OQ: What’s the best part of being a food journalist (above being just a plain old journalist)?
DL: There are just so many food-related stories out there large and small that it’s a real treat to be able to sift through them all, talk to people to discover what makes them tick. I really love to wander around the city looking for new restaurants and chatting with people. It’s the best way to get story ideas.
Also, I know this sounds trite, but sometimes people are nice enough to give me free food. I love free food. Thank you, free food-offering people!
OQ: What advice would you give to a food blogger who is just starting out?
DL: Aside from all the big stuff – striking up friendly relationships with fellow bloggers, making sure to update religiously, etc. – my first piece of advice would be don’t be scared to talk to people for your stories/posts. If you are writing about a great dish you tried at a restaurant and you want to get more info on it – ask the chef! It may put you outside your comfort zone but it’ll be worth it. It really adds an entirely different element to your writing.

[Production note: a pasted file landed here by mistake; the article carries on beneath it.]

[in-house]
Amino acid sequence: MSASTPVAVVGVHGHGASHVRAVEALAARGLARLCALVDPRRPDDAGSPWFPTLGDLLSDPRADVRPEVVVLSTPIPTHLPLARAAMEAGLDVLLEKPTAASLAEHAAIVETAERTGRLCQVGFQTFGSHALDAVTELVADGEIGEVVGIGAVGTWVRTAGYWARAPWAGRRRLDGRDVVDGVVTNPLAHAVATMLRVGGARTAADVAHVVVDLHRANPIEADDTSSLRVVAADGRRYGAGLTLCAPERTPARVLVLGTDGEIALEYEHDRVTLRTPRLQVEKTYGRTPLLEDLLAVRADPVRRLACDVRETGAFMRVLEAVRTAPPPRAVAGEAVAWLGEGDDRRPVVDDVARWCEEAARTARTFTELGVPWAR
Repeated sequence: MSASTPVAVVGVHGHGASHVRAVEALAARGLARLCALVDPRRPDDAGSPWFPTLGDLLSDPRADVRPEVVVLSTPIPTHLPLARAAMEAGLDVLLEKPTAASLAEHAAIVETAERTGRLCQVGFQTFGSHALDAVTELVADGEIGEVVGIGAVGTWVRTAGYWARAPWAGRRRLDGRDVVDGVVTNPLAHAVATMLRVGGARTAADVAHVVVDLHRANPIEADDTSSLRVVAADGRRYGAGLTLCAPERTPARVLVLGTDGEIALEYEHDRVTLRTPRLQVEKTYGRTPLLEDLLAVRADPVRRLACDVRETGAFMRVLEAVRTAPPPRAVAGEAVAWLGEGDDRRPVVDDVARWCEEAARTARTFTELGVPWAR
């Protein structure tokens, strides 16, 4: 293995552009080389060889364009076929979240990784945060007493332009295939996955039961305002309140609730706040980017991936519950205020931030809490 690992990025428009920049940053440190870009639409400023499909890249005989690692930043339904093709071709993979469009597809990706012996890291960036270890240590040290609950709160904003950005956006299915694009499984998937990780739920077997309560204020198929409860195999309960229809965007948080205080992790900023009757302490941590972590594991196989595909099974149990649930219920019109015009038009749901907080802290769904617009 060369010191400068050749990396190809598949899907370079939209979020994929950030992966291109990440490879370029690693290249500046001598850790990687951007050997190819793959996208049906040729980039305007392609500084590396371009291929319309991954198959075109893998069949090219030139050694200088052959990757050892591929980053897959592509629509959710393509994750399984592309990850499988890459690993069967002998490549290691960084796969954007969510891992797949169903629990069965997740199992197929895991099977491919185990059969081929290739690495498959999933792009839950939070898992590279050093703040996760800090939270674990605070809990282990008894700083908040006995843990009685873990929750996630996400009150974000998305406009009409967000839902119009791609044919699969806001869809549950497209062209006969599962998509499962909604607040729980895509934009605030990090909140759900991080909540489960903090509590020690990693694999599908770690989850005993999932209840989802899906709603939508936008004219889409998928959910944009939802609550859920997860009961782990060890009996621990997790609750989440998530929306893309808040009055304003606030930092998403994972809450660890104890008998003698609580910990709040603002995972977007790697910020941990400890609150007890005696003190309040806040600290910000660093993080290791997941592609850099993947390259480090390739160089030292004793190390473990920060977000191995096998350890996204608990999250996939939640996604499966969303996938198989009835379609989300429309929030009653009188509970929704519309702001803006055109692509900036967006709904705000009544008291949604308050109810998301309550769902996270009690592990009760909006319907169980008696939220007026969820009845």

My second piece of advice would be not to act like you know everything, and to think about what you write before you write it. Some food blogs I’ve come across – I’m thinking mostly of restaurant review blogs here – are so overtly negative and nasty that it seems almost as if they’re trying to make their bones by being critical. These days, I just don’t think it works like that. You have to remember how much influence you may have over a readers’ opinion of a restaurant – this goes for everyone from professional food journalists to food bloggers to Yelpers. It’s important to be honest, but it’s also very, very important to be fair, in my opinion.
OQ: What’s been the best article you’ve written on the blog? Or the most fun, I guess I should ask?
OQ: If you could eat one food item for the rest of your life what would it be and why?
DL: Oh man, what a tough question. Am I coming at this from a sustenance perspective, like a food that will help me not die even if it’s all I eat? Or just pure deliciousness? If it’s the former, I think I’ll go with pork chops. Not too fatty or anything, can be prepared in many different ways and a terrific source of protein. Can I get a side dish? Definitely rice if so. Or pancit, which is a noodly Filipino dish kinda like lo mein. Maybe I should sub out pork chops for pancit, actually. Am I overextending the question here?
From a purely junky perspective though, I would probably go with any Haribo product, especially Sour S’ghetti. Or bacon. Or Sour S’ghetti wrapped in bacon.
OQ: Your last supper? Would you dine on caviar and red wine with Jesus or did you have something else in mind?
DL: A bottle of Bulleit and enough fried chicken to fill the crater of a large volcano.